Thursday, October 26, 2006

Brown, DeWine center of attention on national TV shows

Brown, DeWine center of attention on national TV shows

Associated Press

WASHINGTON - Democrat Sherrod Brown said he isn’t celebrating too early in the wake of another poll showing him ahead of GOP Sen. Mike DeWine less than two weeks before the election.

“I’m not dancing in the end zone, I’m fighting for middle class Ohioans and we’ll see what happens,” Brown said in a nationally televised interview Wednesday on CNN.

Earlier in the day, a Los Angeles Times-Bloomberg poll showed Brown with 47 percent and the two-term incumbent DeWine with 39 percent. The poll had a margin of error of plus or minus 4 percentage points.

The results prompted CNN’s conservative commentator Bay Buchanan to say of Brown, “He’s in a strong position right now.” Democratic strategist Paul Begala called DeWine “toast.”

But national media still characterize it as a tough race that is essential if Democrats are to take the six seats they need to control the 100-member Senate. “NBC Nightly News” aired a report on the race Wednesday as anchor Brian Williams broadcast from Columbus and Comedy Central’s Emmy-winning news satire “The Daily Show” will be based in the Ohio capital next week.

In a taped interview on CNN’s “The Situation Room” a few minutes before Brown appeared live, DeWine was generally on the defensive. He disagreed with President Bush’s assessment earlier in the day that the U.S. is winning the war in Iraq.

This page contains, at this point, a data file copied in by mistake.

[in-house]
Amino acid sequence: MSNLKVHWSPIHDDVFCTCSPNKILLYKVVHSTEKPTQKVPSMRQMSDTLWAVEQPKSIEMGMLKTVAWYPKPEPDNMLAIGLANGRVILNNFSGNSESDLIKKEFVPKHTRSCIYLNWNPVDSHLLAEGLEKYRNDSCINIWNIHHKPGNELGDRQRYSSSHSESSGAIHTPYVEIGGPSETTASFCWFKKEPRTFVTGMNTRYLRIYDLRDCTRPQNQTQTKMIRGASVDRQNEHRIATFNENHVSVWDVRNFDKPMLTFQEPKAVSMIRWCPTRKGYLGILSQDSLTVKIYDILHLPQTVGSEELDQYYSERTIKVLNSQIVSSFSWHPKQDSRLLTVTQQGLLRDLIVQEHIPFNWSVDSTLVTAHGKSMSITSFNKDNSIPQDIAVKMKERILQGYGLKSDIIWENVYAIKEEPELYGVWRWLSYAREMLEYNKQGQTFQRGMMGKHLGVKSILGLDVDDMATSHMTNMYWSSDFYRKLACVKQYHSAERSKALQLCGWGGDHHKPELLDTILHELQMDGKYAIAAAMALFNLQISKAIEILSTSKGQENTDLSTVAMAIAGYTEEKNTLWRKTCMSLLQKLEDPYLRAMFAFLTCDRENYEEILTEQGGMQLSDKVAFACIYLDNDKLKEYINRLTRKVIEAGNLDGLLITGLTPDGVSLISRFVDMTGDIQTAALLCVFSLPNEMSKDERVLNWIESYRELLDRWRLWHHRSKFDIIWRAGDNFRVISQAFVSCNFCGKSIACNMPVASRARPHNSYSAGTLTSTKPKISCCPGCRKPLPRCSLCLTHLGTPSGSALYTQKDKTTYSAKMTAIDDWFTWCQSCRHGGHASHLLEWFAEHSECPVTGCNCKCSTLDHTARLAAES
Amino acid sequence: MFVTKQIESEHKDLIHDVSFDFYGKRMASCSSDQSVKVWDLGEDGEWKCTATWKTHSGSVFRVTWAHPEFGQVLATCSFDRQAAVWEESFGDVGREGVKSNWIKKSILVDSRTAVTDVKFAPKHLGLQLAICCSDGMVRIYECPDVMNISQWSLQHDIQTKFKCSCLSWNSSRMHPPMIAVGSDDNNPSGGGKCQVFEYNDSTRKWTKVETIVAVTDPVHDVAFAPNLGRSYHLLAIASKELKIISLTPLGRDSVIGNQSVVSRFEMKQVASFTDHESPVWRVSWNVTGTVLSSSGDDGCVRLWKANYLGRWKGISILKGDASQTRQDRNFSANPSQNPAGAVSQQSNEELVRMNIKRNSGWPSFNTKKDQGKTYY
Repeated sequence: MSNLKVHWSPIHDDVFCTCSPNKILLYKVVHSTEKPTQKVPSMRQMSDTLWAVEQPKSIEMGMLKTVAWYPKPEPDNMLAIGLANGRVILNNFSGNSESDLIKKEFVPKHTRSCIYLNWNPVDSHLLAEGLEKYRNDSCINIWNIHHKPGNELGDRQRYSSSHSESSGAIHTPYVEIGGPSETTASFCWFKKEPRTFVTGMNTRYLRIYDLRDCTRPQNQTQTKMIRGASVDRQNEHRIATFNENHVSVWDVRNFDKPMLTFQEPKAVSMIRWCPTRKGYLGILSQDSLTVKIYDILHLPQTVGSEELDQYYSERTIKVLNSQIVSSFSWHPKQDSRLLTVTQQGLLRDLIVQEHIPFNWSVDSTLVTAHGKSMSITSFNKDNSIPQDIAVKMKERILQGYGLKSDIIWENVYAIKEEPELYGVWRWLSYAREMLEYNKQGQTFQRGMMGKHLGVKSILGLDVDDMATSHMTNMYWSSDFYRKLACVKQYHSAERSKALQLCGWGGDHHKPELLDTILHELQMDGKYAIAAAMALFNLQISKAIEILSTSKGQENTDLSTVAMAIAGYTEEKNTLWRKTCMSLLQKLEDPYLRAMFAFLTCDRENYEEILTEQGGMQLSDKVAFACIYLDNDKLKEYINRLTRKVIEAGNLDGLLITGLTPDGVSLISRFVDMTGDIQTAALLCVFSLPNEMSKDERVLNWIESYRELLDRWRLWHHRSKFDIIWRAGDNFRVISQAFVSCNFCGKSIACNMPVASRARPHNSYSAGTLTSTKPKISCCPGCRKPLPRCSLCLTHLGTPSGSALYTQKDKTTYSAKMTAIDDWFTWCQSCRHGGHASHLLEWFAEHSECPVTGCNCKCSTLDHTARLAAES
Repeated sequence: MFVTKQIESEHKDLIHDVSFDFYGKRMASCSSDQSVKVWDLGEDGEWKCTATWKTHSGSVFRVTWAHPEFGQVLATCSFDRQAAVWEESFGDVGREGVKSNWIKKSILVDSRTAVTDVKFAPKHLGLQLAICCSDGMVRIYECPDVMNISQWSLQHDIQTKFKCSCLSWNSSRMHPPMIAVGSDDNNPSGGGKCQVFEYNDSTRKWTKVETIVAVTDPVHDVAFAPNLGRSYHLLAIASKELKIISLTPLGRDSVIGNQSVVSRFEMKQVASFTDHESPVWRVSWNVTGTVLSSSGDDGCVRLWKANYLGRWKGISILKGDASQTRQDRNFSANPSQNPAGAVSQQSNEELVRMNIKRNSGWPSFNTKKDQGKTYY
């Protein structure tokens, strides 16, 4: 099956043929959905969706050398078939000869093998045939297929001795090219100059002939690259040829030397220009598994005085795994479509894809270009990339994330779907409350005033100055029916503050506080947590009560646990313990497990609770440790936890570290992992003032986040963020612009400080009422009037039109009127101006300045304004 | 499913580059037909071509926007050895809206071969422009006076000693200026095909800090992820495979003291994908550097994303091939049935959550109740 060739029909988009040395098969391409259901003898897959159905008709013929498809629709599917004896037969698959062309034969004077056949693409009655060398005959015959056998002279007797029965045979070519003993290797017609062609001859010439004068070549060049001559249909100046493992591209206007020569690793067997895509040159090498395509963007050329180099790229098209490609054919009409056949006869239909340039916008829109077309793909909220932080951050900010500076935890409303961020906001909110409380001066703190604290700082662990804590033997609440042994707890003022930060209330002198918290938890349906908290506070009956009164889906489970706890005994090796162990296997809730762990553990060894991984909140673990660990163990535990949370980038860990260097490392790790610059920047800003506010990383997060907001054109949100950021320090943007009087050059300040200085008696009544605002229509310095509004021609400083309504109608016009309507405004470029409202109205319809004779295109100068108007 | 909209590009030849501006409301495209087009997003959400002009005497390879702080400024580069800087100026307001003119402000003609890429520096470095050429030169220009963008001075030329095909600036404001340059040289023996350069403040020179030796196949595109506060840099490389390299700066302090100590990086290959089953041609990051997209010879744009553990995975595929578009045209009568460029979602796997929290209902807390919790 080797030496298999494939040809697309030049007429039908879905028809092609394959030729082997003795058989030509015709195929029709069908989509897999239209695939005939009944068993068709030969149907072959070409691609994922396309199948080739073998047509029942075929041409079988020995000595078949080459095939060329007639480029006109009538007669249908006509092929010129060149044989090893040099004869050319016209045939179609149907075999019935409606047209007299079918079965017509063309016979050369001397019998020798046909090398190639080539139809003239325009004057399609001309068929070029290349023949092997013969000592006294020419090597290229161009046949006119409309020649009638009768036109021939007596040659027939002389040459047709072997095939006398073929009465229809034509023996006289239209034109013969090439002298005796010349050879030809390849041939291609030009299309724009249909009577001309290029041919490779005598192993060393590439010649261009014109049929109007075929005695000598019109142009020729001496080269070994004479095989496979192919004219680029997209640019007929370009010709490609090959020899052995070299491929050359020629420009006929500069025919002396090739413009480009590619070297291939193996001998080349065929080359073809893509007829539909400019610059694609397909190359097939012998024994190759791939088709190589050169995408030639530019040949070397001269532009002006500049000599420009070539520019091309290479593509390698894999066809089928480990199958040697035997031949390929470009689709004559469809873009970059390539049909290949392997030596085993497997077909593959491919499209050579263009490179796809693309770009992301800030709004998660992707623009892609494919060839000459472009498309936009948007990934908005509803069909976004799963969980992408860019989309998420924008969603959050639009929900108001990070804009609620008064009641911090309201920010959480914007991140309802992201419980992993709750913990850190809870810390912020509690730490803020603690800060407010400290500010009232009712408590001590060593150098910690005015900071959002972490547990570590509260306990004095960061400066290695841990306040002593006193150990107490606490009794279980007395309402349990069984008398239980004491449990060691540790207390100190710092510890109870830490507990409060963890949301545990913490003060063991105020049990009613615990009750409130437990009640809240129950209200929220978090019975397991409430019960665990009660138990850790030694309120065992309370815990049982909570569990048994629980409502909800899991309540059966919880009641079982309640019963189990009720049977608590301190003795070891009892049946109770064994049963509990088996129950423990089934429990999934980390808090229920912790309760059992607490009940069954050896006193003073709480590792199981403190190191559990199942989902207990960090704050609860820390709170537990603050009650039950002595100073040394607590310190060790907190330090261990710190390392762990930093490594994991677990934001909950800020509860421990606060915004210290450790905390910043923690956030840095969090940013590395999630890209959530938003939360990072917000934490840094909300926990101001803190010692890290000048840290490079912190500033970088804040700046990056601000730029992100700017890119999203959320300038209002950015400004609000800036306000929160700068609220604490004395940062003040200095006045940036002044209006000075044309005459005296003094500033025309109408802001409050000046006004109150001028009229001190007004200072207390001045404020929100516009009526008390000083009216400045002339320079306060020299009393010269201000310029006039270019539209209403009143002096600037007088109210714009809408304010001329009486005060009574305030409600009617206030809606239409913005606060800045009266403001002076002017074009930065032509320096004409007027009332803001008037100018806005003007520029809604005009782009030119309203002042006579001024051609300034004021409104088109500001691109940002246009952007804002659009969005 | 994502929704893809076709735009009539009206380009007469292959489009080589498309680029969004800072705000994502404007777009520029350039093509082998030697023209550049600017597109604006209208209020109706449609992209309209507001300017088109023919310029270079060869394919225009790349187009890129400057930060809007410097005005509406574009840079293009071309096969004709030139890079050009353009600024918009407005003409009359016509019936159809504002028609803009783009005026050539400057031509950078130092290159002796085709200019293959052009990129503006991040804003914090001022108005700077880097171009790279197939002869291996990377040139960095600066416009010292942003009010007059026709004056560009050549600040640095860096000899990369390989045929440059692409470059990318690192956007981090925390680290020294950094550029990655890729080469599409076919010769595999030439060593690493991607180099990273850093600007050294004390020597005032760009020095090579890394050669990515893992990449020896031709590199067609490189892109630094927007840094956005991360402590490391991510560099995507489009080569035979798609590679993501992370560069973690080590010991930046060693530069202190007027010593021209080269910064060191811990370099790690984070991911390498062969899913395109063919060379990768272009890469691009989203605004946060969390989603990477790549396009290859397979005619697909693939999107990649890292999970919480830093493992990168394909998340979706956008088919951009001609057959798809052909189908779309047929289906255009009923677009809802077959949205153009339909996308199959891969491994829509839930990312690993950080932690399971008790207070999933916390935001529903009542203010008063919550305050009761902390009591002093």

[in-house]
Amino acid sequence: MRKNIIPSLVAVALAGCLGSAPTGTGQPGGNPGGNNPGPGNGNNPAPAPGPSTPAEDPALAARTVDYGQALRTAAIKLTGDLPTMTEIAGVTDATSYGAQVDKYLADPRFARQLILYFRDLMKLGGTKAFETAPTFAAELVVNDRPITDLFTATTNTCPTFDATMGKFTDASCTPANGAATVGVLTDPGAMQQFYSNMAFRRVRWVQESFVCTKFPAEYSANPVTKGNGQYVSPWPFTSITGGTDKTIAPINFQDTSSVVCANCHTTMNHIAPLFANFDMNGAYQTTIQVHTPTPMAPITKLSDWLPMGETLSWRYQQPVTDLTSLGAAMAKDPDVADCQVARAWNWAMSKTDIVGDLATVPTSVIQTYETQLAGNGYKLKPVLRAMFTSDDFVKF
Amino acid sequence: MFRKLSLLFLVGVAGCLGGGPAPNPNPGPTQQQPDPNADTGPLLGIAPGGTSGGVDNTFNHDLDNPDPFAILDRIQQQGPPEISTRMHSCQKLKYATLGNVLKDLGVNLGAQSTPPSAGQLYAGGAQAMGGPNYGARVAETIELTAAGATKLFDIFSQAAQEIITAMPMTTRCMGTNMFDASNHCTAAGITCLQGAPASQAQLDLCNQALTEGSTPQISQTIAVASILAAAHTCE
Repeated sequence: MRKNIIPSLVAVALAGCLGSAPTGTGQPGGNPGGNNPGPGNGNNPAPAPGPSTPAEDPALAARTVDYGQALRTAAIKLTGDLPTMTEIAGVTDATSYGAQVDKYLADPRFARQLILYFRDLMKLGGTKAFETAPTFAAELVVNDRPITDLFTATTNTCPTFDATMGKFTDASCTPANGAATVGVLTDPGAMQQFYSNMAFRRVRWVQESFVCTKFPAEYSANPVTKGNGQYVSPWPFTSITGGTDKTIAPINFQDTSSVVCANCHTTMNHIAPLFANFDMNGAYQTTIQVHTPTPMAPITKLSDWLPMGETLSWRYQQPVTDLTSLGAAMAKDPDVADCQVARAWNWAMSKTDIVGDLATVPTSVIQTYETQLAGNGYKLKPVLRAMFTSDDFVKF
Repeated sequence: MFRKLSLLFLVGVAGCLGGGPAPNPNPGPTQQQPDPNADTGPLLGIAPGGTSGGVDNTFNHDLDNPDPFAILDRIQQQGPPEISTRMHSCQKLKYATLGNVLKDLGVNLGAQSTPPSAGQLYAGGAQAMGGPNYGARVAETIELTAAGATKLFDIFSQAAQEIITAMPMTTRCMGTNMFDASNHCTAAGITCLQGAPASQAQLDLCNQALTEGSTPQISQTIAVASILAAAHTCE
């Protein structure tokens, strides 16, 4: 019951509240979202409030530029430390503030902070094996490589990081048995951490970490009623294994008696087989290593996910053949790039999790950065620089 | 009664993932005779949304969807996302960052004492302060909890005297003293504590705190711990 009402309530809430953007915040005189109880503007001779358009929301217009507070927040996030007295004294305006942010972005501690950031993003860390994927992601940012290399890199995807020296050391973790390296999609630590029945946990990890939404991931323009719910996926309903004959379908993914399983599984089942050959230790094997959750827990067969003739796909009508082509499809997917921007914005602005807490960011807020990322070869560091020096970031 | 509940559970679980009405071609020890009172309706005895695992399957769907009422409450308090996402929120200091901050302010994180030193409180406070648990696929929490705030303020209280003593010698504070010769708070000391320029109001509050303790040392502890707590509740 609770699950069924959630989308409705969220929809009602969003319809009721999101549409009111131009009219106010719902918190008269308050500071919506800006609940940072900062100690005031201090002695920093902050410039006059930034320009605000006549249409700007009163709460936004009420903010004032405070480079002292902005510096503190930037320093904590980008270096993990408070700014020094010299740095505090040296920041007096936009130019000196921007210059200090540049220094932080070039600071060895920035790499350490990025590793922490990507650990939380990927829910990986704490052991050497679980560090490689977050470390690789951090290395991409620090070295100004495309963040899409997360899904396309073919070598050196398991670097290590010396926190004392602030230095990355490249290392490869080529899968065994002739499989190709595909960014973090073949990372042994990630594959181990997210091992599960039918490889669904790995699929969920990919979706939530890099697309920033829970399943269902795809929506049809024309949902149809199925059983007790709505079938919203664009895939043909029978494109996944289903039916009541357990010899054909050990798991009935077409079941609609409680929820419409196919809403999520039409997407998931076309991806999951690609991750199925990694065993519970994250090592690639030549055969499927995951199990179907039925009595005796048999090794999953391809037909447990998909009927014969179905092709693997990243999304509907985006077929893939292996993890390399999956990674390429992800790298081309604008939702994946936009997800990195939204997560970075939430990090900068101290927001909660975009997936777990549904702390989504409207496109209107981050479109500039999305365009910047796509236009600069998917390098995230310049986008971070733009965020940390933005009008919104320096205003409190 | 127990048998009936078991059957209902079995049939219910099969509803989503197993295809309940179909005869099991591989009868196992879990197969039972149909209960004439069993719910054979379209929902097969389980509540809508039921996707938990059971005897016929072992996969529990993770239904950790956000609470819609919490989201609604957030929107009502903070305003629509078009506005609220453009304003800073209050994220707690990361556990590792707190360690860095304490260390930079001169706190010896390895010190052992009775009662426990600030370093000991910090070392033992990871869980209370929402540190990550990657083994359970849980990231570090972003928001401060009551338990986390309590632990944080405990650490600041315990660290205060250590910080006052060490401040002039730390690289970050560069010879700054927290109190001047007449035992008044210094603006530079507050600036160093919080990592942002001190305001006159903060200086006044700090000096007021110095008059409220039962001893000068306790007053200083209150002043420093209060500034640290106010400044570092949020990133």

“I don’t know that you can say that,” DeWine said. “You know, this war has hit Ohio very hard. As I travel around the state, Ohioans want our troops home just as soon as they can, but they also want us to leave in the right way.”

He denied he was negligent as a member of the Senate Intelligence Committee for accepting what proved to be faulty intelligence that Iraq had weapons of mass destruction. He tried to go on the offense, accusing Brown of voting against intelligence funding and spy programs.

DeWine has used more of an attacking tone in his television advertising. He continued this week to hammer Brown on the congressman’s late payment of a 1992 unemployment tax bill.

DeWine was forced to change an ad last week when state documents showed it took Brown four months to pay the bill after the state made a claim, not 12 years as DeWine’s initial ad said. The latest DeWine ad says Brown is lying about not paying his taxes while showing a clip of a Brown ad stating the Democrat paid his taxes in full.

State records show Brown did pay the full bill of more than $1,700, including late fees, in April 1994. Brown’s ad says DeWine’s attacks are “so dishonest stations are pulling them off the air.” However, it was a separate Republican National Committee ad that stations refused to run.

Latest DeWine ad:

Latest Brown ad:


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